purple flowers play
in the wind
(by Mary Keys)
in the sound
of the wind
birds chirping around
flight paths between trees for birds
diving and swooping
high chirp low chirp
the birds sing a song
it makes me want to sing along
really really cool breeze
bugs land on me
flowers blowing in the wind
ladybugs climbing flowers
I see the drops on grass
the tall grass sways in the wind
I hear the bird's song
tallest tree I have ever seen
sunlight shines down on them
nature so wonderful
the bugs fly
in the big blue sky
the trees sway
I hear them again
jumping, running, rattling
they munch on acorns
tall trees swaying
never touch them
ants are scary
I say ouch when they bite me
ants are mean
lady bugs all around
the caterpillars are crawling up
the stump the river is rushing
river running by
bugs flying around
soft crunchy grass
brown and green grass
old leaves fall
creeeks flow loudly
is rustling over the rocks
it is very cool
shhh, shhh, shhh
River of Stream
rocks smoothly flowing down
looks like mud
puddles that you see
the turtle eats the
grass as it swallows
lizards are reptiles
camouflaging their bodies
jumping between trees
fireflies flying I'm
the moon is very nice
the moon is white and peaceful
I really like the moon
Make sure to catch the Poetry Friday Roundup at The Drift Record
May 13, 2011
Recent poetic adventures with fourth graders inspired me to read Patricia MacLachlan’s Word After Word After Word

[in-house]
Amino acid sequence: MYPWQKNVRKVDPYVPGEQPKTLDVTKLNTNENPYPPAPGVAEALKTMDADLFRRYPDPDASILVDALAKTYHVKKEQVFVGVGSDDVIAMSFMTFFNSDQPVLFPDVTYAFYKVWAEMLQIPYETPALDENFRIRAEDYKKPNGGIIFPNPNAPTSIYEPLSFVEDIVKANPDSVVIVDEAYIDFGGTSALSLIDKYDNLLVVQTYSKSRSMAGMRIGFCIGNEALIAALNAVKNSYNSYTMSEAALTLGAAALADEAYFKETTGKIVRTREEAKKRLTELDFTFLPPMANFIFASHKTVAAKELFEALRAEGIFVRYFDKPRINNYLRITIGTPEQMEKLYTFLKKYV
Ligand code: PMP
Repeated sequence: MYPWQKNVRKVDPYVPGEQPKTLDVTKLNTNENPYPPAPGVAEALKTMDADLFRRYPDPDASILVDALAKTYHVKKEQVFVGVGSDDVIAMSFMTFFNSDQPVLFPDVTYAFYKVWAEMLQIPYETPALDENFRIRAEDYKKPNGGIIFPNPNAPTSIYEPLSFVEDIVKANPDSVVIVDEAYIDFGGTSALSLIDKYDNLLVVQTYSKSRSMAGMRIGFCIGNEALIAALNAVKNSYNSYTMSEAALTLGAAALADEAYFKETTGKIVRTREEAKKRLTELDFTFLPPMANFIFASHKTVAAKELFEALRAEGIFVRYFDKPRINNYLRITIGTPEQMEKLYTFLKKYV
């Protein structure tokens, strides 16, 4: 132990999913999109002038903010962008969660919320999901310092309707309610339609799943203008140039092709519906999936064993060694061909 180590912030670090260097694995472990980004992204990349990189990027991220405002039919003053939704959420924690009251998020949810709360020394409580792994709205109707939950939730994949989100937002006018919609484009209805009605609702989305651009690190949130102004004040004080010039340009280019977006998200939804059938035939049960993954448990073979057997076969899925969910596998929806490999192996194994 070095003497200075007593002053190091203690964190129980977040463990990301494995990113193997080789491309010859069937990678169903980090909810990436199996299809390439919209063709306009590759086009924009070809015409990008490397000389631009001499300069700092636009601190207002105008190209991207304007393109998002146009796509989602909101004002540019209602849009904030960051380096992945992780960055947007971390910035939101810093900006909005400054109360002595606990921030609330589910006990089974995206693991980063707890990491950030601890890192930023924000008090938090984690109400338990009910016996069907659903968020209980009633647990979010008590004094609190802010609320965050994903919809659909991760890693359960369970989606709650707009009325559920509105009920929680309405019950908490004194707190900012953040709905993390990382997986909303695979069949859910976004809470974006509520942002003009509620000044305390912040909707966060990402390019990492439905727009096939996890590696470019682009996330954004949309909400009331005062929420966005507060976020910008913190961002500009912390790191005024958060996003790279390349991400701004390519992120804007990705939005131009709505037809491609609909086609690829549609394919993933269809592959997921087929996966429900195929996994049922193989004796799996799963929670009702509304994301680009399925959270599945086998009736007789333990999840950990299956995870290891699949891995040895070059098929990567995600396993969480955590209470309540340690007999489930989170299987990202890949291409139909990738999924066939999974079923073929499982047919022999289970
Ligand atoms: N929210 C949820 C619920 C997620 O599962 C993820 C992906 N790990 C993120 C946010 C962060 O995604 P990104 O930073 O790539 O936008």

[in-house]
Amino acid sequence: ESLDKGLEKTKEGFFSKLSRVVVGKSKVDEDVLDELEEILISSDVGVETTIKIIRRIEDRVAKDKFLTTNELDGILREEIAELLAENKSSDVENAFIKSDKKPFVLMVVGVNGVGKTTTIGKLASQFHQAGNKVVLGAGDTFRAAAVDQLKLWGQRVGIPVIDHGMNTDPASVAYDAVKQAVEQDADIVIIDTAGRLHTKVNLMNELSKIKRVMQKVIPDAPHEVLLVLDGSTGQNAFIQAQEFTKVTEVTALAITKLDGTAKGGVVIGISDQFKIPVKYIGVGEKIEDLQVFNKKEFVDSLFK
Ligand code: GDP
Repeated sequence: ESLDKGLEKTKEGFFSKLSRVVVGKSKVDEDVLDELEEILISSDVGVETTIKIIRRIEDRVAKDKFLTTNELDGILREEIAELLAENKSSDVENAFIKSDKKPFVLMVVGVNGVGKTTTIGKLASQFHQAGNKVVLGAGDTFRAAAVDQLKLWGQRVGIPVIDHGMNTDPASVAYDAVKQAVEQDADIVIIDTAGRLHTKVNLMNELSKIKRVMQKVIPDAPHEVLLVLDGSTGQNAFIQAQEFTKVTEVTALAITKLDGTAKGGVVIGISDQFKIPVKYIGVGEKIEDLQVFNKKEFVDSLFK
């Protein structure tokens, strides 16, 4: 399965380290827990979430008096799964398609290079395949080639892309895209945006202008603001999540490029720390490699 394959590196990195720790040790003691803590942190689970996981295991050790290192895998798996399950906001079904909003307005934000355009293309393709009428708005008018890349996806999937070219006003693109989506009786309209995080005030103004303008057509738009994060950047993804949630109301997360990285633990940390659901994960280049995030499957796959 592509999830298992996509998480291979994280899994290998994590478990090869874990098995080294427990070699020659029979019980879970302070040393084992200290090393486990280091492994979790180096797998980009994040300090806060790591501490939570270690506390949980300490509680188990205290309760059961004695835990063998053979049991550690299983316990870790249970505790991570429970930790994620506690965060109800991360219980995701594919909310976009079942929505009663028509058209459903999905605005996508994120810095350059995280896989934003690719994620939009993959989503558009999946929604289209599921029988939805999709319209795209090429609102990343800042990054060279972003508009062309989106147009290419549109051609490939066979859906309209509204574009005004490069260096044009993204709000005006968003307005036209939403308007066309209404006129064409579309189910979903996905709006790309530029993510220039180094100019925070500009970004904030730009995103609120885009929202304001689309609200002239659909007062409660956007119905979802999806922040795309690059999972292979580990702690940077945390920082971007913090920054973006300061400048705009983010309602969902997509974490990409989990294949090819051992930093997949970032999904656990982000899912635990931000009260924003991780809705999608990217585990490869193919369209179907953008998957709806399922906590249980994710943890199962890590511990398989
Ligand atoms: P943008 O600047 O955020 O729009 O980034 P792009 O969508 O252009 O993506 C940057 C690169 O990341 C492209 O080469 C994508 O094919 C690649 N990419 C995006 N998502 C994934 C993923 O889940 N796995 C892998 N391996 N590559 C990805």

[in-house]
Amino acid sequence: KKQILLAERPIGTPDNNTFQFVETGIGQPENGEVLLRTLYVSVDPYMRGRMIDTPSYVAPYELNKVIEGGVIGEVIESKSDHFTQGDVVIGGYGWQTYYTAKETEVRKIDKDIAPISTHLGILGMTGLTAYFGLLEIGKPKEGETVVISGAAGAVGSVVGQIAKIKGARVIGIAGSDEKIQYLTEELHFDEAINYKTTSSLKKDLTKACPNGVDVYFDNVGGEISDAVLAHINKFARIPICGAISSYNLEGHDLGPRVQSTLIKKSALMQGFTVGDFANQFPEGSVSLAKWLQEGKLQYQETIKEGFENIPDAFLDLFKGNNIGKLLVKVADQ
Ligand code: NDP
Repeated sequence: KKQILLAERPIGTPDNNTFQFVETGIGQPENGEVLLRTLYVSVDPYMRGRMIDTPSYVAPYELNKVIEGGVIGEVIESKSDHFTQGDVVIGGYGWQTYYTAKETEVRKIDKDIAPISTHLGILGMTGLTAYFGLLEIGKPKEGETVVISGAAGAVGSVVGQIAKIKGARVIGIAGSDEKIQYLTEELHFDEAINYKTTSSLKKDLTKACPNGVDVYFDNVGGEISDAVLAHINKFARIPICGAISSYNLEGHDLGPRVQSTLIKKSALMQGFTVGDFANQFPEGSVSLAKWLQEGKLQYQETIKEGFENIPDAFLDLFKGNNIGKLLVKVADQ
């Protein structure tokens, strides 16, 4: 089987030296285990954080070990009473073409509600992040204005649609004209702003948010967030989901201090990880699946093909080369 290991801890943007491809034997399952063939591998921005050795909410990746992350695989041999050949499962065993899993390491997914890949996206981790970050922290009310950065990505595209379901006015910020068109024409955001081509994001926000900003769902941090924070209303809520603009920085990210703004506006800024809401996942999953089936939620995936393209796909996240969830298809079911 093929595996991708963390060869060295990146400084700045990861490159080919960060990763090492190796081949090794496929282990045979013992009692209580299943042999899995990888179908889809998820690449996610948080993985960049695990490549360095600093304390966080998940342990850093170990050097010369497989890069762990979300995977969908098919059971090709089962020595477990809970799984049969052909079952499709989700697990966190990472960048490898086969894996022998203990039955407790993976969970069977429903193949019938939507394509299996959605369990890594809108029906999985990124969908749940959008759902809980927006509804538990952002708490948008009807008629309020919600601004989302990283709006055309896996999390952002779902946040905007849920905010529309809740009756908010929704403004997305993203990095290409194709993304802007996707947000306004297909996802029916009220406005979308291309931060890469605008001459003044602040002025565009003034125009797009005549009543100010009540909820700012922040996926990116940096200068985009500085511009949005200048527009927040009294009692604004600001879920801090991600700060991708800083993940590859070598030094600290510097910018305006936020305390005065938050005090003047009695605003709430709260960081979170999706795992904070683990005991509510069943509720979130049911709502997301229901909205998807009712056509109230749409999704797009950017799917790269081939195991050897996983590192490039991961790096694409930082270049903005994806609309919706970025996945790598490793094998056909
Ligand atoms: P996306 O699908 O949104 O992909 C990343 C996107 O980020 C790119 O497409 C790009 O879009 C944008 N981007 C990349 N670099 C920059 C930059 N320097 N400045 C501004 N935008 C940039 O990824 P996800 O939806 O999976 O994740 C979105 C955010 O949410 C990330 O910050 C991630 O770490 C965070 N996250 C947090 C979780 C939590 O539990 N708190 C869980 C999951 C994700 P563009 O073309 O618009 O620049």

(Katherine Tegen Books/HarperCollins, 2010), about a visiting author’s time in Miss Cash’s fourth grade classroom. The characters find their way through personal problems by writing, especially poetry.
I was hooked with this early prose depiction of the visiting author:
Ms. Mirabel had long, troubled hair and a chest that pushed out in front of her like a grocery cart.
As narrator Lucy begins to examine her feelings about her mother’s cancer, she writes,
A breath you take in
But can’t let out
As hard as you try.
You’ll have to read the book to see how Lucy’s writing develops, along with that of the other students: Henry, Evie, Russell, and May. This deceptively simple story from a Newbery medalist and beloved author would be a welcome addition to any poetry lover’s bookshelf.
I included some fourth grade haiku in last week’s Poetry Friday post but was unable to access the Roundup. Feel free to take a peek, and be sure to check out this week’s hot-to-handle Roundup
at Jama Rattigan's Alphabet Soup!
May 6, 2011
My daughter Morgan, left, was a student in Mrs. Briggs's class in fourth grade and is now an education major. She helped bring poetry to class one day. On the right, fabulous teachers Lori Roberts and Sharon Briggs.
The past few weeks, I've had a delightful time popping in and out of the fourth grade classes at Lakeview Academy to explore poetry - particularly, haiku.
Because traditional haiku capture a moment in nature, early on we took a walk outdoors. We spent some quality time in a grassy field with woods all around and a stream on one side. The students wrote down sensory impressions and poem ideas in their journals, then worked the next couple of weeks in class to polish up their writing and choose their favorite original poem.